(a) a standby mode with a power consumption ≤ 3 W, with information or status display active;

(b) a standby mode with a power consumption ≤ 3 W, without information or status display; or

(c) an off mode with a power consumption ≤ 1 W.

on or after July 1, 2010 until December 31, 2012

160.

Video products

CSA C62301

Must be capable of entering one of the following modes, or more if applicable:

(a) a standby mode with a power consumption ≤ 1 W, with information or status display active;

(b) a standby mode with a power consumption ≤ 0.5 W, with inactive information or status display;

(c) a standby mode with a power consumption ≤ 0.5 W, without information or status display; or

(d) an off mode with a power consumption ≤ 0.5 W.

on or after January 1, 2013

161.

Digital television adapters

CSA C380

Must be capable of automatically entering standby mode and must be capable of entering the following modes:

(a) an on mode with a power consumption ≤ 8 W; and

(b) a standby mode with a power consumption ≤ 1 W.

on or after January 1, 2010

162.

External power supplies

CSA C381.1

Minimum average efficiency at the highest and lowest nominal output power setting:

(a) if the nominal output power is < 1 W, 0.5 × that power;

(b) if the nominal output power is ≥ 1 W and ≤ 51 W, 0.09 × ln (that power) + 0.5; and

(c) if the nominal output power is > 51 W, 0.85.

No load power ≤ 0.5 W.

on or after July 1, 2010

163.

Portable air-conditioners that are cooled by air with a cooling capacity of ≤ 36,000 Btu/h (10.5 kW)

CSA C370

Spot cooling efficiency (with CSA C370 configuration number 5) = 7.76 + 0.0164 × its cooling capacity in Btu/h/1000

on or after January 1, 2011

164.

Single package vertical air-conditioners with a cooling capacity < 65,000 Btu/h (19 kW)

CSA C746-06

Energy efficiency ratio = 9.0

on or after January 1, 2011

165.

Single package vertical air-conditioners with a cooling capacity ≥ 65,000 Btu/h (19 kW) and < 135,000 Btu/h (39.5 kW)

CSA C746-06

Energy efficiency ratio = 8.9

on or after January 1, 2011

166.

Single package vertical air-conditioners with a cooling capacity ≥ 135,000 Btu/h (39.5 kW)

CSA C746-06

Energy efficiency ratio = 8.6

on or after January 1, 2011

167.

Single package vertical heat pumps with a cooling capacity < 65,000 Btu/h (19 kW)

CSA C746-06

Energy efficiency ratio = 9.0

Heating coefficient of performance = 3.0

on or after January 1, 2011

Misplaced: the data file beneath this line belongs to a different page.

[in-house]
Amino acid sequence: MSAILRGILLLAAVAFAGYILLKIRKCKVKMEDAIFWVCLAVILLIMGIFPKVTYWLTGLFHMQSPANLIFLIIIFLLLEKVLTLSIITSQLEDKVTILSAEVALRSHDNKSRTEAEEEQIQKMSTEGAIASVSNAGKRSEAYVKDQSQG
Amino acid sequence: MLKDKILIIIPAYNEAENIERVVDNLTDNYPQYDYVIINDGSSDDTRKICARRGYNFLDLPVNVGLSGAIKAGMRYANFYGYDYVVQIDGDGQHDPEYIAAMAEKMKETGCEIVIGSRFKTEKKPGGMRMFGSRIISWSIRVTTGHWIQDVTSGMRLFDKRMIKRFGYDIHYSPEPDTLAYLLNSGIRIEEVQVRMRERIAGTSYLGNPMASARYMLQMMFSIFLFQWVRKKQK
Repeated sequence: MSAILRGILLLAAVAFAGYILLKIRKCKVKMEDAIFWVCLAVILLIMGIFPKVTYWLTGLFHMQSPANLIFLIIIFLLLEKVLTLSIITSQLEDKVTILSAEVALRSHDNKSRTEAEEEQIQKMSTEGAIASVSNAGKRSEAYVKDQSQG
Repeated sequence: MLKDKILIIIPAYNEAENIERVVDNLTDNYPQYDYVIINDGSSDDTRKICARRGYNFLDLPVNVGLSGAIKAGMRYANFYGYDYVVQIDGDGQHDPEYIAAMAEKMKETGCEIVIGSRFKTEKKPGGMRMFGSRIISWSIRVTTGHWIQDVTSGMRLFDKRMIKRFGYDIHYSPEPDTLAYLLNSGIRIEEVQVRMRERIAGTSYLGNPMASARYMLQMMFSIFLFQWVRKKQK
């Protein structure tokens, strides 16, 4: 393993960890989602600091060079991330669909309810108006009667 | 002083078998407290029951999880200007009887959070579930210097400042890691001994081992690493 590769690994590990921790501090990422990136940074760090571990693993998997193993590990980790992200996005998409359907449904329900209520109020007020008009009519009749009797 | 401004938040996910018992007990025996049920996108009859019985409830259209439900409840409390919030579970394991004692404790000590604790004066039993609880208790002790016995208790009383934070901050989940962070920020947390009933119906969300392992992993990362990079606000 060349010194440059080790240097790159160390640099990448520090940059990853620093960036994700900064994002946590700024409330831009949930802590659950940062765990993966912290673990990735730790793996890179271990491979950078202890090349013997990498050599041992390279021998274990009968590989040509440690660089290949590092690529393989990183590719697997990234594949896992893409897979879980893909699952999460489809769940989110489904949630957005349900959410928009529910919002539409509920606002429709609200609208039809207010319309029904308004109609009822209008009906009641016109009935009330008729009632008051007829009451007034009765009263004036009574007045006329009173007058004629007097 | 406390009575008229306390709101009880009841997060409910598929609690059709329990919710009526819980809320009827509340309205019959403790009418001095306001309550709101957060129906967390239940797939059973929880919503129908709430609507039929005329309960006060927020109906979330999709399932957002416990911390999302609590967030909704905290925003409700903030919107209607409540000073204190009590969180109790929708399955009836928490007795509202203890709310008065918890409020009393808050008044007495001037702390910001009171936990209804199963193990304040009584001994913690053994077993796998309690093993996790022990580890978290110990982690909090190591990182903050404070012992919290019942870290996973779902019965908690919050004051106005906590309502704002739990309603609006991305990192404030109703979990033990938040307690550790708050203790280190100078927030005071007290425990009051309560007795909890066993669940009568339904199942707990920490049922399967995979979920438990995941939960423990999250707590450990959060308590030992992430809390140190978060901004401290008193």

168.

Single package vertical heat pumps with a cooling capacity ≥ 65,000 Btu/h (19 kW) and < 135,000 Btu/h (39.5 kW)

CSA C746-06

Energy efficiency ratio = 8.9

Heating coefficient of performance = 3.0

on or after January 1, 2011

169.

Single package vertical heat pumps with a cooling capacity ≥ 135,000 Btu/h (39.5 kW)

CSA C746-06

Energy efficiency ratio = 8.6

Heating coefficient of performance = 2.9

on or after January 1, 2011

170.

Electric boilers

ASHRAE 103

Section 4.7

Must be equipped with an automatic water temperature adjustment device

on or after September 1, 2012

66. Schedule I to the Regulations is amended by adding the following after Part 3:

PART 4

Item

Column I

Column II

 

Minimum Energy Efficiency Standards (percentage at 50% nominal load)

Single phase kVA rating

20-45 kV BIL

>45-95 kV BIL

> 95-199 kV BIL

1.

15

98.10

97.86

97.60

2.

25

98.33

98.12

97.90

3.

37.5

98.49

98.30

98.10

4.

50

98.60

98.42

98.20

5.

75

98.73

98.57

98.53

6.

100

98.82

98.67

98.63

7.

167

98.96

98.83

98.80

8.

250

99.07

98.95

98.91

9.

333

99.14

99.03

98.99

10.

500

99.22

99.12

99.09

11.

667

99.27

99.18

99.15

12.

833

99.31

99.23

99.20

 

Note: BIL means basic impulse insulation level.

     

PART 5

Item

Column I

Column II

 

Energy Efficiency Standard (percentage at 50% nominal load)

Three-phase kVA rating

20-45 kV BIL

>45-95 kV BIL

> 95-199 kV BIL

1.

15

97.50

97.18

96.80

2.

30

97.90

97.63

97.30

3.

45

98.10

97.86

97.60

4.

75

98.33

98.12

97.90

5.

112.5

98.49

98.30

98.10

6.

150

98.60

98.42

98.20

7.

225

98.73

98.57

98.53

8.

300

98.82

98.67

98.63

9.

500

98.96

98.83

98.80

10.

750

99.07

98.95

98.91

11.

1 000

99.14

99.03

98.99

12.

1 500

99.22

99.12

99.09

13.

2 000

99.27

99.18

99.15

14.

2 500

99.31

99.23

99.20

15.

3 000

99.34

99.26

99.24

16.

3 750

99.38

99.30

99.28

17.

5 000

99.42

99.35

99.33

18.

7 500

99.48

99.41

99.39

PART 6

Item

Column I

Column II

Column III

Column IV

 

Single Phase Dry-Type

 

Three-Phase Dry-Type

kVA

Normal Impedance Range (%)*

kVA

Normal Impedance Range (%)*

1.

15

1.5 - 10.0

15

1.5 - 10.0

2.

25

1.5 - 10.0

30

1.5 - 10.0

3.

37.5

1.5 - 10.0

45

1.5 - 10.0

4.

50

1.5 - 10.0

75

1.5 - 10.0

5.

75

2.0 - 10.0

112.5

1.5 - 10.0

6.

100

2.0 - 10.0

150

1.5 - 10.0

7.

167

2.5 - 10.0

225

2.5 - 10.0

8.

250

3.5 - 10.0

300

2.5 - 10.0

9.

333

3.5 - 10.0

500

3.5 - 11.0

10.

500

3.5 - 11.0

750

3.5 - 11.0

11.

667

3.5 - 11.0

1,000

3.5 - 11.0

12.

833

3.5 - 11.0

1,500

3.5 - 11.0

13.

   

2,000

3.5 - 12.0

14.

   

2,500

3.5 - 12.0

15.

   

3,000

4.5 - 12.0

16.

   

3,750

5.0 - 13.0

17.

   

5,000

5.0 - 13.0

18.

   

7,500

5.0 - 13.0

* Linear interpolations shall be used to define the normal impedance range for transformers with kVA ratings not shown in the table.

67. Schedule IV to the Regulations is amended by replacing “ (Subsection 12(2) and paragraph 15(2)(b)) ” after the heading “SCHEDULE IV” with “ (Paragraph 12(2)(f)) ”.

68. Item 4.1 of Schedule IV to the Regulations is replaced by the following:

Item

Column I


Energy-using Product

Column II

Standard/ Legislative Provision

Column III



Information

4.1

Dry-type transformers

CSA C802.2-06

(a) kVA rating;

(b) single or three-phase;

(c) low voltage winding in volts;

(d) high voltage winding rating in volts;

(e) whether it is 1.2 kV class;

(f) BIL rating;

(g) tested efficiency in per cent;

(h) the loss, in watts, when under load (load loss);

(i) the loss, in watts, when not under load (no-load loss);